I was twenty-two years old when I took a part-time job with First United Methodist in downtown Oklahoma City doing something I had no business doing—running a drama team.  How can that be, you might ask. After all, I currently work as the head writer at The Skit Guys.  But let me tell you how I got there.  It wasn’t because I had any idea what to do with a skit.

How I ended up writing comedy sketches for the Skit Guys is a bit of an anomaly.  OK, it’s a full-blown anomaly.  Let’s back up twenty something years, to a downtown church called First United Methodist.

When I was hired to be the drama director, I had the following holes in my resume:

  • Never been in a play
  • Never studied theater
  • Never worked for a church
  • Didn’t understand blocking on stage
  • Hadn’t a clue about any stage lingo

I could go on but it’s getting embarrassing.  The point is, what was a young woman doing developing a drama team for a church who had never seen a skit on a Sunday morning, much less a comedy sketch, or even been in a single play?

It all started with a guy named Craig Groeschel.  I started going to a ministry for singles he had started downtown (also no experience going downtown or driving on one-way streets. It’s a miracle that I’m still here).

Craig had this idea for comedy skits in his Friday night ministry.  He knew I liked writing and he asked if I thought I could write one.  “Sure,” I shrugged, like it was no big deal.

Internally, though, I knew I didn’t know much about them.  But I figured it was pretty simple: you get a group of people together, write them some funny lines, and off you go.

Well, it was a little harder than that.  The “group of people” were about as qualified as I was.  A couple of them had starred in big productions, and the rest had only seen the stage in their dreams.

But together, this ragtag team somehow managed to pull off a skit about how difficult it is to hear and talk through the intercom at a McDonald’s drive-thru.  The roar of laughter had me instantly addicted.

Before we knew it, we were asked to start performing on Sunday mornings. Sunday mornings???  At a Methodist Church?  I remember thinking, “Does anyone know I don’t know what I’m doing?”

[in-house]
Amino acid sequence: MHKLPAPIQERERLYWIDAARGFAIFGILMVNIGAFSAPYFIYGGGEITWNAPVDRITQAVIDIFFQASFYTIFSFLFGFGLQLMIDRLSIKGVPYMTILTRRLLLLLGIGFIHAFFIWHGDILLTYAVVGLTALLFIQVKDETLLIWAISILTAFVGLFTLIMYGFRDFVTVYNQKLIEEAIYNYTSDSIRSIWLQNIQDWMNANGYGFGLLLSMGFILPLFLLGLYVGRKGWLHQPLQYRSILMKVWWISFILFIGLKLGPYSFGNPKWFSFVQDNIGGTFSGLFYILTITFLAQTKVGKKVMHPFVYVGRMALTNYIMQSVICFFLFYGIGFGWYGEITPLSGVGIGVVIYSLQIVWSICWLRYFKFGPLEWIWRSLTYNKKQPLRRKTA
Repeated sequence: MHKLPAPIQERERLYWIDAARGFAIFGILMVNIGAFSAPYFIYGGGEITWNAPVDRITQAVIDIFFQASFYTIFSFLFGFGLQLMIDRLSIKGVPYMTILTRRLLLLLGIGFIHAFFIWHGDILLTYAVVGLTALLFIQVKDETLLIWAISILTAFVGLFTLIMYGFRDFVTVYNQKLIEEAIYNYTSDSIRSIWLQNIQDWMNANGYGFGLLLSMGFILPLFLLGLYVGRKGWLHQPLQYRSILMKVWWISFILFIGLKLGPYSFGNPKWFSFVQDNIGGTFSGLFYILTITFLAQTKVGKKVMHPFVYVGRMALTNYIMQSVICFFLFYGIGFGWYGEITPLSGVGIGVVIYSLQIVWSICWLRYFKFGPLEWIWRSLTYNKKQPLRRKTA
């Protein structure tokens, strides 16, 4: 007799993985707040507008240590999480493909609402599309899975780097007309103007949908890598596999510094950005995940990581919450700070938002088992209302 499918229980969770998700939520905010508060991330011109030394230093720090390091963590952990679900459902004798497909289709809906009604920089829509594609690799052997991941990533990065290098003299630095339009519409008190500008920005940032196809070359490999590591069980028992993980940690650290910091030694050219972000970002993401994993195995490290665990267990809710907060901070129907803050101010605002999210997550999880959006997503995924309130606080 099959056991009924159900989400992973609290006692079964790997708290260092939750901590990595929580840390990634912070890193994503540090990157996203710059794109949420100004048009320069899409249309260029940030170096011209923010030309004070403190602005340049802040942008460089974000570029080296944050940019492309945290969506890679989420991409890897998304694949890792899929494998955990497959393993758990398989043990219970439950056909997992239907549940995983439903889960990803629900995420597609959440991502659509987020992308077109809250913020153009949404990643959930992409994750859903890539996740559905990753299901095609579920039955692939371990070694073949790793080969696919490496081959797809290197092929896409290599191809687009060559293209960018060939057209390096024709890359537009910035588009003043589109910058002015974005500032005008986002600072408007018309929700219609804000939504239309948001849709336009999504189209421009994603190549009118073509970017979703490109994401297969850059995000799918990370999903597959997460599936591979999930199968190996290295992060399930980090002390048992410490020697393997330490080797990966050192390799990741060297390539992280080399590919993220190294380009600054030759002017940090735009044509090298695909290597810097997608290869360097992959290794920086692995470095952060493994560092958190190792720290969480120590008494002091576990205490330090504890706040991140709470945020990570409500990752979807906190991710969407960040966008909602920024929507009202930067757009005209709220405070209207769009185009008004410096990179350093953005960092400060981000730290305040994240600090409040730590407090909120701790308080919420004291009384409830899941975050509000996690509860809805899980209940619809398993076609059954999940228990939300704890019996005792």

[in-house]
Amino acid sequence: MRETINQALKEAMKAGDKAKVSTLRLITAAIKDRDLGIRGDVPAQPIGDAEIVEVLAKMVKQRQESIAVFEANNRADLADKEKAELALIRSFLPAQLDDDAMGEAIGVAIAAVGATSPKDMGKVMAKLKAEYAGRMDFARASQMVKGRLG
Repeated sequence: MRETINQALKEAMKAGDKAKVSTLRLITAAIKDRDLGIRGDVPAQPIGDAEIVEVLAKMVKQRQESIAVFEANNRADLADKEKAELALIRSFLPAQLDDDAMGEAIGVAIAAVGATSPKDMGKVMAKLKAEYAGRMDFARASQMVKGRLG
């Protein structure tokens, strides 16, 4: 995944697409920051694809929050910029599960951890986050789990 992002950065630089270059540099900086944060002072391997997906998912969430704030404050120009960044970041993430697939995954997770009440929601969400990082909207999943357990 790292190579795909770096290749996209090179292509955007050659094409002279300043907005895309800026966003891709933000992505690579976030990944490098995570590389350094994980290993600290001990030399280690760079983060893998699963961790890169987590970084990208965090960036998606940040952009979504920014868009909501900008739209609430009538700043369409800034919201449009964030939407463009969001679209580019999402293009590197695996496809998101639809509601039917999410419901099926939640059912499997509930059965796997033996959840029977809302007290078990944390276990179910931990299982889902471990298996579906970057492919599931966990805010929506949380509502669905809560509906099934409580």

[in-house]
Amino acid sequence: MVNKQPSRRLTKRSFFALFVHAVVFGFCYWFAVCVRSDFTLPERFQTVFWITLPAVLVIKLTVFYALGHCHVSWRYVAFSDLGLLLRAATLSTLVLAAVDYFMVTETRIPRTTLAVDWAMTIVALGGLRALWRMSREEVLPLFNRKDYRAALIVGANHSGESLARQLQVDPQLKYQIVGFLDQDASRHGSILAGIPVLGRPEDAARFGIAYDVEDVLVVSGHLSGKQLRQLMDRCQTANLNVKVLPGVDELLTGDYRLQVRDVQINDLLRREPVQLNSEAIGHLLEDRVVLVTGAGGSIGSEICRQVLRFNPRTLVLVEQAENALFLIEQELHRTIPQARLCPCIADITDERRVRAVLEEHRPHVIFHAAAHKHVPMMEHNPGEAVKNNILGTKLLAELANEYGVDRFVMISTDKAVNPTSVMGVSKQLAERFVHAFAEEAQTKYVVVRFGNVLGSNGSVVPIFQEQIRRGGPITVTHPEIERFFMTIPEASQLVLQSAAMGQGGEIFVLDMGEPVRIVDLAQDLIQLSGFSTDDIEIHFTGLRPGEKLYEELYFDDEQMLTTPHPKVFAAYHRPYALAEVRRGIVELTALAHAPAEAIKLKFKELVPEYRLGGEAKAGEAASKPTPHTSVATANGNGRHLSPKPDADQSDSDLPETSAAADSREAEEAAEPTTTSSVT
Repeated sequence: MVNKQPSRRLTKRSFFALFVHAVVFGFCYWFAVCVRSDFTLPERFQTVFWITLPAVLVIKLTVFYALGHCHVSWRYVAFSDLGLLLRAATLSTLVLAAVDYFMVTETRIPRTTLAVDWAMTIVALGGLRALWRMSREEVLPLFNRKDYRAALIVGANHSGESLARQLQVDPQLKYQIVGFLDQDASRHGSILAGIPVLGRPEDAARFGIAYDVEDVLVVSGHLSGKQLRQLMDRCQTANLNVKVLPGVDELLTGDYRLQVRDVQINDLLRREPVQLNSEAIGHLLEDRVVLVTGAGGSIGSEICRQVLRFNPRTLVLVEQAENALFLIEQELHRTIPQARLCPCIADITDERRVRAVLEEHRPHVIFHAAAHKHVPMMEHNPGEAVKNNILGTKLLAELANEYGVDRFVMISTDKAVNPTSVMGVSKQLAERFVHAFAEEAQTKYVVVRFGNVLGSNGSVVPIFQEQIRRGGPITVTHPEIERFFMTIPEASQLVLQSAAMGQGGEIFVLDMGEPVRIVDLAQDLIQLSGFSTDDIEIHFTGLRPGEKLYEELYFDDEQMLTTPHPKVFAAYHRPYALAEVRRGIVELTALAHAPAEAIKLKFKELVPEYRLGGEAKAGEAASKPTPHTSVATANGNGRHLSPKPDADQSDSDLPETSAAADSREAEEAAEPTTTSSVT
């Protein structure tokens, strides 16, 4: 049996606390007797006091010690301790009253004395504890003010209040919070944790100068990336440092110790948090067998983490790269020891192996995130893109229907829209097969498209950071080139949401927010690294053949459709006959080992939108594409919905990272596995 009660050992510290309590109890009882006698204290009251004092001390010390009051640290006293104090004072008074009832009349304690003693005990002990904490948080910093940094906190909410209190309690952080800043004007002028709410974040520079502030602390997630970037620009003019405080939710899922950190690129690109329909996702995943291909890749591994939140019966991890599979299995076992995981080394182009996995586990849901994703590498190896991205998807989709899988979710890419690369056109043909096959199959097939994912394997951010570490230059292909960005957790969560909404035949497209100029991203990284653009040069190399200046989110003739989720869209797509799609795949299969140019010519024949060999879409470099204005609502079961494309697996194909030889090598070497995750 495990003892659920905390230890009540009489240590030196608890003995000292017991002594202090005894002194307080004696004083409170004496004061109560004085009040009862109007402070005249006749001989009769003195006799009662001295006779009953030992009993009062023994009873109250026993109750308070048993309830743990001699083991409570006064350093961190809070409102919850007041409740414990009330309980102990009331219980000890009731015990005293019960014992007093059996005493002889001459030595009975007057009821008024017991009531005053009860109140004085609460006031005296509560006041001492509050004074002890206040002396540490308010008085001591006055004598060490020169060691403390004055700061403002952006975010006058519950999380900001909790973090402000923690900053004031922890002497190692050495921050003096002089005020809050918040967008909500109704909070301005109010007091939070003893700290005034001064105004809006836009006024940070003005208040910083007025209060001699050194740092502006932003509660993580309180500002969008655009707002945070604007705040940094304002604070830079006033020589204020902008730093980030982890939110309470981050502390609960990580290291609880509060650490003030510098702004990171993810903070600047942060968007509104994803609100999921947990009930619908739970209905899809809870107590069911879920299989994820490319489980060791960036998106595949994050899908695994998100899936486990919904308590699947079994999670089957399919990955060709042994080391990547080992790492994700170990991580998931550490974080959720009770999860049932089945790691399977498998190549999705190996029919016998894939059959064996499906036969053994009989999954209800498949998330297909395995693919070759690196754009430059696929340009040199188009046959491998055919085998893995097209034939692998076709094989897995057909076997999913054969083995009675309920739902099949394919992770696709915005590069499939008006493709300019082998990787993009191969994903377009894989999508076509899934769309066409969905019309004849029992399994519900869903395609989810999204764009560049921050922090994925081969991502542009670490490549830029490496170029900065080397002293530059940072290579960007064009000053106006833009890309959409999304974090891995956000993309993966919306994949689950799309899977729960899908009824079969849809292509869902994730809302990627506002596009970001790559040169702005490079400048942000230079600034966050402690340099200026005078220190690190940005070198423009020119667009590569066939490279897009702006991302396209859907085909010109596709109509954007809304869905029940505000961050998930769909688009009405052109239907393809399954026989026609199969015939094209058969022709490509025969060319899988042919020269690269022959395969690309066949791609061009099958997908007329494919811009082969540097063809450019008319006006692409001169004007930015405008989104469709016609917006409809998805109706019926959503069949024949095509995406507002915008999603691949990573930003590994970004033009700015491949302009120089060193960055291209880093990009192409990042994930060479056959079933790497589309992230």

I guess I just ran with it—fake it ‘til you make it, as they say.

But I knew that I wanted to write.  And directly in front of me, at the fragile age of twenty-two, I had a writing opportunity.  Would I let inexperience stop me?  Or the idea that I’d never even thought about writing skits?  I’d barely been to the theater.

I let the actors teach me a few things (like how to block).  We always had this running joke that if it were up to me, I’d be happy to let them just stand up there and deliver my hilarious lines without even moving.  I had a lot to learn!  But the more we did it, the better we got. Pretty soon, we were in demand, and not just at our church, but at other churches.  I started sending in my scripts to see if I could get them published, and sure enough, a company called Communication Resources bought one.  And then another.

That publishing credit opened a new door for me—publishing my first novel.

So what is the point of this story?

Well, I simply don’t want you to miss the gift of opportunity.  And sometimes we miss these gifts because they’re not wrapped up the way we expect.  When I took that job with Craig, writing these skits, that wasn’t the dream.  I had ambitions to be a feature length screenwriter, not a church skit writer.  But man, what a gift that was.

That job honed my comedy skills more than anything I had done before or since.  In fact, I didn’t even know I was good at comedy until I wrote it!  Could I have seen twenty years into the future, to know I would be writing comedy for the comedy duo, the Skit Guys?

Not a chance.

But I trusted the gift of opportunity.  And by writing in front of a live audience, I was able to test jokes in real time.  There’s nothing better for a comedy writer.

Through the years, I’ve taken some really different writing jobs. I once wrote for a comic series.  I don’t know what doors that opened (or shut, haha!), but there it was, an opportunity. I grabbed it.

There’s a ladder to climb, to whatever dream you have.  In your mind, you have your own ideas of what those rungs look like.  Give some thought to taking those rungs out.  You gotta get up somehow—what else might get you there?  A rope? A stool?  Perhaps a wrapped gift with a nice bow?

Agree that you won’t dismiss any opportunity without a little bit of thought.  Not everything is going to be a perfect opportunity, but even in the imperfect ones can add a skill, teach a lesson, brighten a resume, introduce a connection or give you practice—and all of these are gifts!

Rene Gutteridge is the author of 24 novels, in the genres of suspense, comedy, and contemporary. She has also novelized the motion pictures Old Fashioned, Heart of the Country and The Ultimate Gift. Her novel My Life as a Doormat was adapted into a movie for Hallmark called Love’s Complicated. She is screenwriter on the movie Skid, now available on Amazon Prime. She is currently head writer at Skit Guys Studios.